Founding Mothers: The Women Who Raised Our Nation


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Drawing upon personal correspondence, private journals, and even favored recipes, Roberts reveals the often surprising stories of the fascinating women--such as Abigail Adams, Eliza Pinckney, and Deborah Read Franklin--who fought the Revolution as valiantly as the men.

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Louthea G

Feb 22, 2016

One of the Best History Books

How do I value Cokie Robert's Founding Mothers - The Women Who Raised Our Nation? Let me count the ways. Foremost, we gain a robust understanding of the personal sacrifice the founding families - the wives as much as the husbands - made in order to create this nation. The important message for contemporary readers is that this country exists only because of their personal sacrifices. Those overwhelming personal sacrifices stand in stark contrast to the preeminent self-interest of Washington 'leaders' and legislators today. How many of our current crop of self-professed 'patriots' would risk their family unity, personal wealth, and very lives to defend their professed ideals? Anyone? What is missing from our union is leaders with a national vision that transcends personal power, re-election at any cost, and party politics.

Our school books focused on Founding Fathers and various key battles in the fight for independence from British control as if that were a remotely accurate picture of the times and its challenges. What those texts never addressed was the impact on the wives and children and on personal finances. Wives separated from husbands for years; Abigail Adams and Martha Washington suffering almost continual separation from their husbands with the ancillary benefit that they avoided the continual pregnancies (no birth control in 1748) that drained other women and led to the early death of many.

Secondly, the founding wives assumed the huge responsibility of family income production by running the farms and plantations, albeit with slave labor in many cases. This by women who had no formal education in science, math or economics. Indeed, we learn that Abigail Adams was a continual proponent of education for girls, repeatedly writing husband John Adams and urging him to somehow incorporate female education into foundational documents.

Third, during the British occupations of both Boston and Philadelphia, founding wives actually became refugees driven from their homes by hostile British troops. They sought refuge with relatives or friends who lived in more secure areas. The wives of more prominent leaders feared kidnap by the British, while all feared rape and mayhem. Indeed, after temporary exile, many returned to homes ravaged and destroyed by British occupation. For the founding wives who had more frequent contact with their husbands, this dislocation and refugee status was even harder because they were often pregnant and had many young children to care for. It was interesting to learn that the war of independence halted every winter and troops hunkered down. Martha Washington consistently wintered with George and did what she could to cheer the troops; in spring when warfare revived, she returned home to supervise the next growing season and care for displaced friends and relatives. She was not alone in her annual migrations.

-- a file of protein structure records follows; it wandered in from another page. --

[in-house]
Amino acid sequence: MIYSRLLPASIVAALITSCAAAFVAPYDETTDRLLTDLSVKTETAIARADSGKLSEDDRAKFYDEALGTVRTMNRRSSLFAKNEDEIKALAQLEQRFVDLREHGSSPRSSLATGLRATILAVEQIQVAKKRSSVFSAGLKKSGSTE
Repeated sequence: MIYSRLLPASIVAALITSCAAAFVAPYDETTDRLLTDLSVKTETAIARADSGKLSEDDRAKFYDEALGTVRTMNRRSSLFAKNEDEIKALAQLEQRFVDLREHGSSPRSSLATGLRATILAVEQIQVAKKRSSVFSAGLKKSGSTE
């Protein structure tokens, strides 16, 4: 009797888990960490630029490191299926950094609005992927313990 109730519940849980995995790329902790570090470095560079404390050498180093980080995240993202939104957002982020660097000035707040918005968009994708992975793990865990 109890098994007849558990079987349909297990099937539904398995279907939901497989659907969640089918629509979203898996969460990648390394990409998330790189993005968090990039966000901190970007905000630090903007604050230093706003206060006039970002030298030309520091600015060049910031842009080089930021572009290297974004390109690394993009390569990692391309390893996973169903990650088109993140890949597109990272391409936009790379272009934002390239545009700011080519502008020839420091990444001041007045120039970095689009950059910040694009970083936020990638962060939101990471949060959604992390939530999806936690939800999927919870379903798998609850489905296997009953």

Fourth, we learn how long the Revolutionary War ground on without decisive battlefield victory for either side, without immediate material help from French allies, and without a peace treaty. The dreary war reminded me of the seemingly endless wars in Afghanistan and Iraq we currently face. Cokie Roberts' account of war on American soil gave me a tiny glimmer of understanding of what the people of the Middle East face today under U.S. occupation of their cities, villages and farms. Perhaps if we'd read Founding Mothers in school and learned the true cost of our war of independence, we'd be less cavalier about invading other countries.

This remarkable book was so readable because the key events in gaining independence and creating this country created an intrinsic momentum structure on which more domestic details could ride. For this reader that faltered only after the Constitution was ratified and the temporal march halted. Still, one of the best history books I've ever read. Kudos to Cokie Roberts.


Mar 27, 2014

Yawning with the Founding Mothers

I am a huge fan of Cokie Roberts, so I had high hopes for this book. It's dry as dirt and hard to follow in spots. It reminded me of my high school history texts. You might glean some interesting facts, but you'll have to work to get there.


Jul 10, 2008

Good Information

It is always interesting to learn about our former Presidents. This book gives us insight to their early lives and family situations.


Mar 27, 2008


I had seen this book many times, and finally decided to order it and read it. This book is so wonderful and gives fantastic insights to the lives of these very special women and how they molded our nation. This book is well worth the time spent in reading it. I am a fast reader and I was done with this book in a day and a half. Normally, I won't reread a book, but this one is a keeper.

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